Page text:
"I'm a camera fiend, you know." - Adele Inge, "The Ottawa Citizen", March 25, 1953
Every eight months or so, one of those listicle type news sites will run one of those clickbaity pieces claiming Surya Bonaly was either the first or only woman to perform a backflip on ice. I kind of cringe a little each time. What about Rory Flack? Lori Benton? Ashley Clark? Sally Richardson? And what about Adele Inge? Got to love crackerjack research. Something, something "Wikipedia said so". Oh sweetie no...
Born in 1926, Adele Inge was the daughter of Emma Inge and her real estate broker husband Everett. Largely self-taught, Inge started skating as a youngster on her own private, homemade twelve by twenty six foot ice rink constructed in the basement of her parents' Clayton Township, Missouri home. An athletic child, by the age of nine Adele was beating her male classmates in track and field, tennis and cycling. She also excelled at everything from horseback riding to tap dance. But it wasn't until she started to copy the gymnastic stunts of her three older brothers, Robert, Ray and Oliver, on the ice in the basement rink that father Everett truly realized that he had a star on his hands.
Everett hauled his daughter out of school and hired a woman named Mildred Massee who had studied at The Sorbonne in Paris' Latin Quarter to act as her tutor. He proceeded to take on a second job... acting as his little show pony's manager. In the late thirties, Adele made her big debut appearing in Sonja Henie's revue. To say her act was an artistic masterpiece would be the exaggeration of the century, but Adele's high flying split jumps, Arabian cartwheels and acrobatic stunts - including a backflip - left audiences struggling to pull their jaws up on the floor. Before she was even fifteen, Adele had done everything from acting in the St. Louis production of "Murder In The Red Barn" to ice skating at the International Casino on 42nd Street in Times Square, New York. In 1942, Adele starred in a series of shows in the Terrace Room of the Hotel New Yorker, accompanied by no less of a star than Benny Goodman himself. She appeared in select cities with the Ice Capades tour in 1942. Then, in the middle of World War II, her fairy tale almost ended.
On June 19, 1943, Everett Inge died suddenly in St. Louis, Missouri. A seventeen year old Adele's future seemed uncertain but an invitation to perform in the Century Room at The Adolphus Hotel in Dallas, Texas kept Adele's fifteen minutes of fame going. Making her rounds on the hotel ice show circuit, Adele was the toast of the Netherland Plaza Hotel's ice show in Cincinnati in 1944 and 1945. The March 25, 1944 issue of "Billboard" magazine boasted, "Adele Inge, featured, is the most capable fem ever to cavort on the ice here, and she seems to improve with every showing. She has a figure, appearance and grace, and totes a big bag of ice tricks, including spins, twists, whirls and more, far above the average. Her waltzing to 'Warsaw Concerto' is the hit of this show."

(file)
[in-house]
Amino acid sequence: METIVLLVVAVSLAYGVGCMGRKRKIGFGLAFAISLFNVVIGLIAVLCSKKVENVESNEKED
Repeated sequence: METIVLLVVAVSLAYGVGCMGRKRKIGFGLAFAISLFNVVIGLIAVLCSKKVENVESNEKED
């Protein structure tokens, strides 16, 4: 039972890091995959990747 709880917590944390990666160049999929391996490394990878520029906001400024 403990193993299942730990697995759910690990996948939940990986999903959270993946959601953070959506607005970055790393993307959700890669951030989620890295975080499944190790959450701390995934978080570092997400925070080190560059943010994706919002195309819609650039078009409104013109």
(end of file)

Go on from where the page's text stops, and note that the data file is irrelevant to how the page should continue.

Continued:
In the late forties, Adele took her act to Great Britain and appeared alongside Daphne Walker and The Three Rookies in the show "Stars On Ice" at the Stoll Theatre. In 1951, she even skated in Brazil. By 1952, the highly in demand skater was starring in the revue "Calendar Capers" on the ice tank in the Boulevard Room of the Conrad Hilton Hotel in Chicago. Her star slowly waning, Adele enjoyed limited success as the star of "Spice And Ice" on the Tivoli Circuit in Australia in 1958. Her last big gig? Doing advertisements for Kraft Bonox beef broth.
Just as quickly as she'd risen to prominence, Adele Inge faded into absolute obscurity. You won't find her name in any of those listicles or in the World Figure Skating Hall Of Fame. History has a funny way of choosing who gets remembered and who gets forgotten and it's truly a shame, because I think a female figure skater who was doing backflips in the thirties and forties deserves at least an honourable mention. But what do I know?
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